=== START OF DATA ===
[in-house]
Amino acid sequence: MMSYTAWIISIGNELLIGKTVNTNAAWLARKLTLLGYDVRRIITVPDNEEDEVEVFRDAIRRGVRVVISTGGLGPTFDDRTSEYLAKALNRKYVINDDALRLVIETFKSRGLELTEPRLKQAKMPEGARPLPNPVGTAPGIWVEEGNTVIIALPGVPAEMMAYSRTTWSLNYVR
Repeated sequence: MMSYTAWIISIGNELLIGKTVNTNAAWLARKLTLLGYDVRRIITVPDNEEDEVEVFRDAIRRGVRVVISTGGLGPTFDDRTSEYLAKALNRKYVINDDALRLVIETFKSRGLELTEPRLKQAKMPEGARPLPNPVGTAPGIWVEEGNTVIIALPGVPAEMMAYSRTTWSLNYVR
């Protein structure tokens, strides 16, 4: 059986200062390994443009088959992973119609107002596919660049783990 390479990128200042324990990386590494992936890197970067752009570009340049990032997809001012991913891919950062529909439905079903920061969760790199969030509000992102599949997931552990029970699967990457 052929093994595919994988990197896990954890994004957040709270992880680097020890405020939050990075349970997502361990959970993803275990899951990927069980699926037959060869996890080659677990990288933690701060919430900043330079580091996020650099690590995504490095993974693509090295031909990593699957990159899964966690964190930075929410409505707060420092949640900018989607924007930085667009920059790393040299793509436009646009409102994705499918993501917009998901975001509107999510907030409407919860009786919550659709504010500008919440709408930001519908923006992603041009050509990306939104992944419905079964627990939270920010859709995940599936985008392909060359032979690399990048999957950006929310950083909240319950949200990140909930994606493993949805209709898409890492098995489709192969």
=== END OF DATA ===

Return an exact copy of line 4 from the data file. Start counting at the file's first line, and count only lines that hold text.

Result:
């Protein structure tokens, strides 16, 4: 059986200062390994443009088959992973119609107002596919660049783990 390479990128200042324990990386590494992936890197970067752009570009340049990032997809001012991913891919950062529909439905079903920061969760790199969030509000992102599949997931552990029970699967990457 052929093994595919994988990197896990954890994004957040709270992880680097020890405020939050990075349970997502361990959970993803275990899951990927069980699926037959060869996890080659677990990288933690701060919430900043330079580091996020650099690590995504490095993974693509090295031909990593699957990159899964966690964190930075929410409505707060420092949640900018989607924007930085667009920059790393040299793509436009646009409102994705499918993501917009998901975001509107999510907030409407919860009786919550659709504010500008919440709408930001519908923006992603041009050509990306939104992944419905079964627990939270920010859709995940599936985008392909060359032979690399990048999957950006929310950083909240319950949200990140909930994606493993949805209709898409890492098995489709192969």